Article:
When I was pitching my novel to agents, I didn't think of what would happen after you signed a contract with a publisher. To me, the process after the contract was like a grand party locked behind a door – I didn't have an invitation, so I would not get to see what the fun of the party was. But after ten years of writing and eighty two rejection letters, to my uttermost joy, I received the invitation – I signed the contract with Sourcebooks, and my two novels about Empress Wu, The Moon in the Palace and The Empress of Bright Moon, were finally published in March and April this year. I would love to share my experience of the process with you.
After the signing, I received a heart-warming welcome letter from my editor, with whom I would work for the next two years. The letter was thrilling to read, and it contained all the important dates: such as the due date for the developmental edits, the due date for the copyedits, the date when it was likely I would receive the book cover design, the date when I would receive the back cover copy, and finally the date when I absolutely couldn't make any changes to the manuscript, when it was closed for ARC.
I read the letter at least five times to get familiarized with the terms such as ARC, advance reader copy, and the back cover copy, the paragraphs printed at the back of a book – I didn't know my editor would write that, not me. The letter, I believe, was very important for a new writer to understand the steps of the process.
The real work began when I received the edits, which contained a list of bigger-picture problems – the opening chapters of the book, for example. Yes, the most important chapters I spent years writing. My editor thought they were too long and asked to get into the main character's journey faster. I considered the comments, clarified some questions, and dove into revision. I cut some scenes, adding more clues and descriptions to a few important characters, and revised them on Track Changes, as my editor had requested. Then I submitted the revision before the deadline. And I thought, now what?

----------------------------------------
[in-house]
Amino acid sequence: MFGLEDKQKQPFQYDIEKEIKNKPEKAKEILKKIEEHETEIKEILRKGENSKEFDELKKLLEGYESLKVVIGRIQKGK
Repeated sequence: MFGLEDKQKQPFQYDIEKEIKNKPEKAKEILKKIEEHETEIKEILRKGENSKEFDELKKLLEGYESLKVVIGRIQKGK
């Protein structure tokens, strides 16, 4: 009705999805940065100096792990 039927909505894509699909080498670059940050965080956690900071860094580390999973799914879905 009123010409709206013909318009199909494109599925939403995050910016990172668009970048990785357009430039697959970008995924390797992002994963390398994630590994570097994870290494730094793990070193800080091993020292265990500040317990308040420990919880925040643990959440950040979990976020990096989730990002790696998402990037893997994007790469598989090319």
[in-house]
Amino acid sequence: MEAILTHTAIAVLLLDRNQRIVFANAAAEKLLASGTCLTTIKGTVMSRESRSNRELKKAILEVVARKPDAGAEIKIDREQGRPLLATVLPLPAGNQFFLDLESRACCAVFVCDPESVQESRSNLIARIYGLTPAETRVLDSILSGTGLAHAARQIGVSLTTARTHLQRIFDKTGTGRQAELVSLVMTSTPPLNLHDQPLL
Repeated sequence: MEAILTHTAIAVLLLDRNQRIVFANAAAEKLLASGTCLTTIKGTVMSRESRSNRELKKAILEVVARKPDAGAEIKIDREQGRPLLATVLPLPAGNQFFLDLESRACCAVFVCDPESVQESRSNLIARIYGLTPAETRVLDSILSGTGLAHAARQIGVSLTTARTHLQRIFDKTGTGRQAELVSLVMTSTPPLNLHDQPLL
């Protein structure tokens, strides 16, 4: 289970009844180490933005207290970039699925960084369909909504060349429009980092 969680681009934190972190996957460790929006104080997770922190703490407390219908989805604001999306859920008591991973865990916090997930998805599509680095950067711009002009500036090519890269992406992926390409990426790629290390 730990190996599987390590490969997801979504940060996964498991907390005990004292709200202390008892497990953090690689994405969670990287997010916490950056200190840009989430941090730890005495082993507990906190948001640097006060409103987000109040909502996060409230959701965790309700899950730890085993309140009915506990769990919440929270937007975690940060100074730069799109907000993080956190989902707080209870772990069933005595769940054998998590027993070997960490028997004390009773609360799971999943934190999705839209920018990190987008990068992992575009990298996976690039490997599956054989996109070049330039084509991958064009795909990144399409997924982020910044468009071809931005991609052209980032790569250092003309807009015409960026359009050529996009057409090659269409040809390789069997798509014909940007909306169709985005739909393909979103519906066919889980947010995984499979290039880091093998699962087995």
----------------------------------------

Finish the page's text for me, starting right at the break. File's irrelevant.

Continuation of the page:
More revisions. The editor was pleased and sent me another list with more edits. There were about ten questions again, more detailed, such as concerns to a specific scene. For example, in the chaos scene where the horse bolted into a hall, did the lady committed suicide or was it only an accident? These edits were easier to fix as I only needed to work on the descriptive language. I was sure after two rounds of editing and many hours of perusing and corrections, the manuscript was ready.
I was proven wrong again, of course, when I received the copyedits.
If you think the developmental edits question your storytelling skill, then copyedits take out the thrill and challenge your writing mechanism. All of a sudden, I found myself staring at sentences replete with errors typed by my own fingers. There were some blatantly wrong usages of words, awkward sentences the editor caught, and many “nows”, “thens”, and “ands.” By the time I finished going over the manuscript, I was so embarrassed I felt like covering my head with a trash bag.
But the beautiful part of the copyedits was to see the manuscript set in the book format. I got a peek of important book data that appeared in the front of a book, and soon enough, I received the design from the format setter. There were discussions as to what font to use, where to place the time maker, etc., all very exciting topics. Around this time, I also received the book cover design, which made everything real.
Holding the ARC of The Moon In The Palace was most thrilling, but to my horror, I found more typos the copyeditors overlooked. My editor calmed me down, saying a proofreader will review the ARC before it goes to printer.
So followed the 2nd edits – another game of catch and correct, just before the book went to printing! Next came another deadline, another review, until my edits were accepted.
Were there 3rd edits or 4th edits? Yes. Indeed there was. I didn't need to do that for The Moon in the Palace, but I went into the 3rd edits with The Empress of Bright Moon.
So I suppose the process, in a way, is truly like a party – it's exciting, exhausting, but once you went, you'll want to go there again.
So what do you think? If you've reached this point in your career, are these the steps you took?
If not, do any of these surprise you?
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Weina Dai Randel was born and raised in China. She came to the U.S. when she was 24, and English is her second language. She has worked as a journalist, a magazine editor, and an adjunct professor. She received an M.A. in English from Texas Woman’s University in Denton, Texas. THE MOON IN THE PALACE is her debut novel. Interviews of Weina have appeared on The Wall Street Journal China Real Time, Library Journal, The Huffington Post, The Los Angeles Review of Books, New Books Network, and Tall Poppies.org.